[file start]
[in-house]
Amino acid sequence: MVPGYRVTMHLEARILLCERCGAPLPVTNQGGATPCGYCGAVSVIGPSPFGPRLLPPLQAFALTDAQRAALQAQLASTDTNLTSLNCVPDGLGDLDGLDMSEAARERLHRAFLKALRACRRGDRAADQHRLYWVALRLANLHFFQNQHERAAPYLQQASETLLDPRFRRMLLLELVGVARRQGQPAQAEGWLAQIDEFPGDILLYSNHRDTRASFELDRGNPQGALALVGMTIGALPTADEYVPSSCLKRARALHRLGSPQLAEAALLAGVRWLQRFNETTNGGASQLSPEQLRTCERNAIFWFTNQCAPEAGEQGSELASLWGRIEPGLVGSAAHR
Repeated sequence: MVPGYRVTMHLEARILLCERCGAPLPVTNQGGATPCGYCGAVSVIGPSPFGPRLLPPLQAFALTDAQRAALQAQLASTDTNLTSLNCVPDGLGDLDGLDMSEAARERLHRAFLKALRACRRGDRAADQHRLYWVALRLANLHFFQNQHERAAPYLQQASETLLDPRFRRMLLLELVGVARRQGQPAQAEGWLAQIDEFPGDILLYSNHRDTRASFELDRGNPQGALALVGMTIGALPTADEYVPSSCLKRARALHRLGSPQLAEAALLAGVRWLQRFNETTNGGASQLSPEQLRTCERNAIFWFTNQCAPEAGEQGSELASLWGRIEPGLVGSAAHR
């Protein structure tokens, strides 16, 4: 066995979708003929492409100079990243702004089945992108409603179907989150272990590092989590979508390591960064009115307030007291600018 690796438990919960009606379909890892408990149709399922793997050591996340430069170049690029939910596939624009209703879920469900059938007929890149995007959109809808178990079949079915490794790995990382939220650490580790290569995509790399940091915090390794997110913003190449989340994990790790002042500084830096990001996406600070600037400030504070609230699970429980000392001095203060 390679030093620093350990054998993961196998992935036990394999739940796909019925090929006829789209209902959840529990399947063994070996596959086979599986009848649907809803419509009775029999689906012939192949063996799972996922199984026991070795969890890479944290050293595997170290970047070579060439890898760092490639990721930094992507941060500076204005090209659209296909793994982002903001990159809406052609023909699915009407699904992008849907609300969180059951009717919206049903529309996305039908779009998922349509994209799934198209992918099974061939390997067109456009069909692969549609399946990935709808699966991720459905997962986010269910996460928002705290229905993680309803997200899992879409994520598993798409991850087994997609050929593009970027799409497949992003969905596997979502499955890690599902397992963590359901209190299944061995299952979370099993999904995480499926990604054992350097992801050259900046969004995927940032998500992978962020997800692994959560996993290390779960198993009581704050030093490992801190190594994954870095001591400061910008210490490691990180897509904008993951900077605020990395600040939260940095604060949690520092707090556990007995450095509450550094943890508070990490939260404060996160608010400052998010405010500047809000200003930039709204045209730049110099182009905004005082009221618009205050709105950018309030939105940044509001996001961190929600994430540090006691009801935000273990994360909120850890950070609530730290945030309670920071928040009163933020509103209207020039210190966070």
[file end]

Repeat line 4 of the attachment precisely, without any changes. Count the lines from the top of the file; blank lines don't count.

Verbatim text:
């Protein structure tokens, strides 16, 4: 066995979708003929492409100079990243702004089945992108409603179907989150272990590092989590979508390591960064009115307030007291600018 690796438990919960009606379909890892408990149709399922793997050591996340430069170049690029939910596939624009209703879920469900059938007929890149995007959109809808178990079949079915490794790995990382939220650490580790290569995509790399940091915090390794997110913003190449989340994990790790002042500084830096990001996406600070600037400030504070609230699970429980000392001095203060 390679030093620093350990054998993961196998992935036990394999739940796909019925090929006829789209209902959840529990399947063994070996596959086979599986009848649907809803419509009775029999689906012939192949063996799972996922199984026991070795969890890479944290050293595997170290970047070579060439890898760092490639990721930094992507941060500076204005090209659209296909793994982002903001990159809406052609023909699915009407699904992008849907609300969180059951009717919206049903529309996305039908779009998922349509994209799934198209992918099974061939390997067109456009069909692969549609399946990935709808699966991720459905997962986010269910996460928002705290229905993680309803997200899992879409994520598993798409991850087994997609050929593009970027799409497949992003969905596997979502499955890690599902397992963590359901209190299944061995299952979370099993999904995480499926990604054992350097992801050259900046969004995927940032998500992978962020997800692994959560996993290390779960198993009581704050030093490992801190190594994954870095001591400061910008210490490691990180897509904008993951900077605020990395600040939260940095604060949690520092707090556990007995450095509450550094943890508070990490939260404060996160608010400052998010405010500047809000200003930039709204045209730049110099182009905004005082009221618009205050709105950018309030939105940044509001996001961190929600994430540090006691009801935000273990994360909120850890950070609530730290945030309670920071928040009163933020509103209207020039210190966070």